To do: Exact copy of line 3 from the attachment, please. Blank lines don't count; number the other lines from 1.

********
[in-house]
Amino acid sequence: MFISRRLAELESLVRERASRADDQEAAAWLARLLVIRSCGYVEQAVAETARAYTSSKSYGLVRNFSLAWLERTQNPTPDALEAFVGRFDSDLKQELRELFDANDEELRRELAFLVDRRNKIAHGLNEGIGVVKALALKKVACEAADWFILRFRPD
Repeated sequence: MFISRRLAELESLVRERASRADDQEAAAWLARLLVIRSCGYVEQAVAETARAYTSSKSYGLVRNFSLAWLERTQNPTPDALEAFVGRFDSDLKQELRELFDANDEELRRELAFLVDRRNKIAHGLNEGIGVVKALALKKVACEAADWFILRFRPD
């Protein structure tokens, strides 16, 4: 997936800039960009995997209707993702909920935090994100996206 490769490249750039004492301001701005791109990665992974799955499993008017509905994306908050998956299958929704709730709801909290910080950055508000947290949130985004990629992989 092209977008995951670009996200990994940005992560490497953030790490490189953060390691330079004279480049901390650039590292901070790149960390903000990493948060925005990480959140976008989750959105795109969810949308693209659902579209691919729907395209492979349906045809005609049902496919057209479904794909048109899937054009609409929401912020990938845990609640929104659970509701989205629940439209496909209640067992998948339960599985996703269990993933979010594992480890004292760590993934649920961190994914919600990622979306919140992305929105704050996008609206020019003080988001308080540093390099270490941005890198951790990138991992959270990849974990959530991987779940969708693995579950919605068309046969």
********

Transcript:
Repeated sequence: MFISRRLAELESLVRERASRADDQEAAAWLARLLVIRSCGYVEQAVAETARAYTSSKSYGLVRNFSLAWLERTQNPTPDALEAFVGRFDSDLKQELRELFDANDEELRRELAFLVDRRNKIAHGLNEGIGVVKALALKKVACEAADWFILRFRPD